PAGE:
Importance of Law of Demand:

(i) Determination of price. The study of law of demand is helpful for a trader to fix the price of a commodity. He knows how much demand will fall by increase in price to a particular level and how much it will rise by decrease in price of the commodity. The schedule of market demand can provide the information about total market demand at different prices. It helps the management in deciding whether how much increase or decrease in the price of commodity is desirable. (ii) Importance to Finance Minister. The study of this law is of great advantage to the finance minister. If by raising the tax the price increases to such an extend than the demand is reduced considerably. And then it is of no use to raise the tax, because revenue will almost remain the same. The tax will be levied at a higher rate only on those goods whose demand is not likely to fall substantially with the increase in price.

(iii) Importance to the Farmers. Goods or bad crop affects the economic condition of the farmers. If a goods crop fails to increase the demand, the price of the crop will fall heavily. The farmer will have no advantage of the good crop and vice-versa.

Best Answer - Chosen by Voters

The law of demand states that there is a direct relationship between the price of a good and the demand for it. In particular, people generally buy more of a good when the price is low and less of it when the price is high. This is a general rule that applies to most goods called normal goods. As the price of a normal good increases, people buy less of it because they are usually able to switch to cheaper goods. An example is butter, which can be substituted for margarine when the price of butter increases. However there are certain goods that defy this general rule. One such category of goods is called "Giffen goods". With "Giffen goods", there are no cheap substitutes and these goods are so important to the livelihood of the consumer that he devotes overwhelmingly more of his income towards its purchase when the price increases. "Giffen goods" are extremely rare but one popular historical example of this phenomenon is potato during the Irish potato famine in the mid 19th century. It has also been suggested that gasoline may be an example of a modern day "Giffen good".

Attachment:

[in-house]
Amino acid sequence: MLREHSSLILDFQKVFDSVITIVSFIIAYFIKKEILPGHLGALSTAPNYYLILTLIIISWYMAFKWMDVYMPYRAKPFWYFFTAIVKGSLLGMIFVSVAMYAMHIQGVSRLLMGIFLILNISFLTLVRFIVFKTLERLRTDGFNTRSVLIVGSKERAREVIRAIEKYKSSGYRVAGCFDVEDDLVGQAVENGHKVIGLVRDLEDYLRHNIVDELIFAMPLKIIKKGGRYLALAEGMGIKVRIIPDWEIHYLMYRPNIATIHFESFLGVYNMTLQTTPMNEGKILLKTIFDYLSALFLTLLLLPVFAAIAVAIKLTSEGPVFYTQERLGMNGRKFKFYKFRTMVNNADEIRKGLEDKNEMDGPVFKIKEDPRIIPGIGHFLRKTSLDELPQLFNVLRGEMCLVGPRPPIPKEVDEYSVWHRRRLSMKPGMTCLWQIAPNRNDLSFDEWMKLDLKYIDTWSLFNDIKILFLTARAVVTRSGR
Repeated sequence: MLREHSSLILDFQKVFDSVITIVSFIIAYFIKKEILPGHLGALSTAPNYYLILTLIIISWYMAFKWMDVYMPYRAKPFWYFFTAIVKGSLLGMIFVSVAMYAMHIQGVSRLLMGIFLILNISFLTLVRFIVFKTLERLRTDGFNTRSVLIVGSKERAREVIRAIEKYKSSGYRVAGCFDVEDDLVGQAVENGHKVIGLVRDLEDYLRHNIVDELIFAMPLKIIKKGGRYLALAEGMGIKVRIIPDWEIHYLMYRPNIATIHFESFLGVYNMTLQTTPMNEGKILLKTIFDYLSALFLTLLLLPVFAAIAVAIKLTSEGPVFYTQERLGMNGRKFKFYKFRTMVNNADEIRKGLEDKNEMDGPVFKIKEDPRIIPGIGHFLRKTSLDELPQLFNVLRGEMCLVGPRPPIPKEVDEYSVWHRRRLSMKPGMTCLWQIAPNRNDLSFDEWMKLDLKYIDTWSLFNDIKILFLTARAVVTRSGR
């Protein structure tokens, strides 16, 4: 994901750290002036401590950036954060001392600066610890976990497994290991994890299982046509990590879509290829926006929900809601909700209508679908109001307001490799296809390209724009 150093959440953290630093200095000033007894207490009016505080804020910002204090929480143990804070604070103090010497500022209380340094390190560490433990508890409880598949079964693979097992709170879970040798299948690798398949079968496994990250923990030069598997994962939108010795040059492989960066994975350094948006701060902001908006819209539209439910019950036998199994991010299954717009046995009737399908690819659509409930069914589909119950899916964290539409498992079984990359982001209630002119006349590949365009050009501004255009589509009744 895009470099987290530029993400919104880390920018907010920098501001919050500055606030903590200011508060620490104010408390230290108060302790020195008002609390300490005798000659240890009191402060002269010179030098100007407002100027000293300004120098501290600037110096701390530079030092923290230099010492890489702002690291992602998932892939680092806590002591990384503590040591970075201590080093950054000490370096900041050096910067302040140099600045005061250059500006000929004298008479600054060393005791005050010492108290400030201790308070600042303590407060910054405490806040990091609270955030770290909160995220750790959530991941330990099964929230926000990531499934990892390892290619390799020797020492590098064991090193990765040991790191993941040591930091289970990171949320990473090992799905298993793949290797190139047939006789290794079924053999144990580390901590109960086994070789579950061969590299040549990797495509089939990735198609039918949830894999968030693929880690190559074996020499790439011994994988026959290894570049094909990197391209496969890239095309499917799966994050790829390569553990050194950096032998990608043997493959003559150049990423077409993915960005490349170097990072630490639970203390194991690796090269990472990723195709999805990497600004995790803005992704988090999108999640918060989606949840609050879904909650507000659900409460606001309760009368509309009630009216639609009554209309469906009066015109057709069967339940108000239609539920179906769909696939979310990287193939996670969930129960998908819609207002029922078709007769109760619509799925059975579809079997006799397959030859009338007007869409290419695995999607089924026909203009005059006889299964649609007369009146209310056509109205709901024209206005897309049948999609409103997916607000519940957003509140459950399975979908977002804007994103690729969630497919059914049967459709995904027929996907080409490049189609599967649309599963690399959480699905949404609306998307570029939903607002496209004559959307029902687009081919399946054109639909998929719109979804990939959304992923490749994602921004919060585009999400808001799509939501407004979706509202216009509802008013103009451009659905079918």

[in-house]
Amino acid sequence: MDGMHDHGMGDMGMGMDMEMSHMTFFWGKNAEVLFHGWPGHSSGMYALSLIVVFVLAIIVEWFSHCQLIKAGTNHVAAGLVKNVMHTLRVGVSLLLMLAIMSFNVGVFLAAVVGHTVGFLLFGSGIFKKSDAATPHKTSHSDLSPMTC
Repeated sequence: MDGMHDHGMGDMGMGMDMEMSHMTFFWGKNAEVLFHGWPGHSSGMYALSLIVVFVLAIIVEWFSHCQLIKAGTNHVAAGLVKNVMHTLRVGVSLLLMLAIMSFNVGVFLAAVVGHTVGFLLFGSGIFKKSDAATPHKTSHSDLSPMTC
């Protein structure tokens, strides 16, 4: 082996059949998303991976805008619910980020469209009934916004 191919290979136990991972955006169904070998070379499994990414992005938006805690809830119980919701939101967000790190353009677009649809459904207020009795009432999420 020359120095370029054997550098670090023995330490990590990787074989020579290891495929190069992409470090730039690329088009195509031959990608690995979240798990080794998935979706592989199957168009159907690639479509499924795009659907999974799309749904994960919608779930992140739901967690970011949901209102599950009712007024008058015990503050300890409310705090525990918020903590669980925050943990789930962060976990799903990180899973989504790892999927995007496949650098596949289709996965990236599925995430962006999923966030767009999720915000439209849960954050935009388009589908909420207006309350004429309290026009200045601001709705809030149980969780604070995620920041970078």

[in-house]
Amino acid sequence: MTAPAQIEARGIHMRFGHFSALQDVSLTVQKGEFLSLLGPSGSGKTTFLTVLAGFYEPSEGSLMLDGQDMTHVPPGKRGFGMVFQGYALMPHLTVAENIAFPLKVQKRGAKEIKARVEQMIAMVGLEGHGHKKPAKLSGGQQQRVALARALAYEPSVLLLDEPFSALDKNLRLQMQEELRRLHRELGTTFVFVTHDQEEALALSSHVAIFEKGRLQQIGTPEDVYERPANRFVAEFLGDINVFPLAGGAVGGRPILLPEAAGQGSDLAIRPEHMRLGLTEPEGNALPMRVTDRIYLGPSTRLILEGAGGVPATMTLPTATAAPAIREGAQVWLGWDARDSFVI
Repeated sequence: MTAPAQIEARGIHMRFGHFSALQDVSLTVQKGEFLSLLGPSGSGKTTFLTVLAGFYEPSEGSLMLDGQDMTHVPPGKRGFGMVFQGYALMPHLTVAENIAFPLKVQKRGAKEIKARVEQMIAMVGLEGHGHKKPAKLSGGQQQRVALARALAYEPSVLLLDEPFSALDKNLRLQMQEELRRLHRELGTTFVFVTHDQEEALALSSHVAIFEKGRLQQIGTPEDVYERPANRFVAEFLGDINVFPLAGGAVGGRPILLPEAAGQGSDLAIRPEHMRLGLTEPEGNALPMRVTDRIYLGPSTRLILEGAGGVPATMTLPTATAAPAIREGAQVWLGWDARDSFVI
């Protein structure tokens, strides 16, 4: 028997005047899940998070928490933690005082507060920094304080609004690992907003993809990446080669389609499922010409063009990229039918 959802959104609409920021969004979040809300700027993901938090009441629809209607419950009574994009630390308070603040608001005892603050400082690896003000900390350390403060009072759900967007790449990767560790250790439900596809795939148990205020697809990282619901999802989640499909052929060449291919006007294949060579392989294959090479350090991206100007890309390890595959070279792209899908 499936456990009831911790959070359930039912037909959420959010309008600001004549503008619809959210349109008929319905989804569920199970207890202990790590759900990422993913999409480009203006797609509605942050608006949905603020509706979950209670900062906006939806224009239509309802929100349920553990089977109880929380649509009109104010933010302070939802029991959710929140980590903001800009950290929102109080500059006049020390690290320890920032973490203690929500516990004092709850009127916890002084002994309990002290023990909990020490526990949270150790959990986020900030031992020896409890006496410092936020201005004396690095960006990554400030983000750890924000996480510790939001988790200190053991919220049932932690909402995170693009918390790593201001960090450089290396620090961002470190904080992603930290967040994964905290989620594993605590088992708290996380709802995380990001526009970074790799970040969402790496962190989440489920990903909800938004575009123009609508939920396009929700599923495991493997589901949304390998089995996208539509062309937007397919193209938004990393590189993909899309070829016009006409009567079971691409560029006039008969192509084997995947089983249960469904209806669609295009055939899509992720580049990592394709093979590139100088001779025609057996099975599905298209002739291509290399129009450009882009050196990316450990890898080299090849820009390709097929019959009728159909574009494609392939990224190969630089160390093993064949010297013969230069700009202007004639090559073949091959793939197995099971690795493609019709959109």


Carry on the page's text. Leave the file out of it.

Understanding Demand - Definition of Demand

In economic terminology the term demand conveys a wider and definite meaning than in the ordinary usage. Ordinarily demand means a desire, whereas in economic sense it is something more than a mere desire. It is interpreted as a want backed up by the purchasing power. Further demand is per unit of time such as per day, per week etc. moreover it is meaningless to mention demand without reference to price. Considering all these aspects the term demand can be defined in the following words, Demand for anything means the quantity of that commodity, which is bought, at a given price, per unit of time. iven price, per unit of time.

Law Of Demand - Demand Price Relationship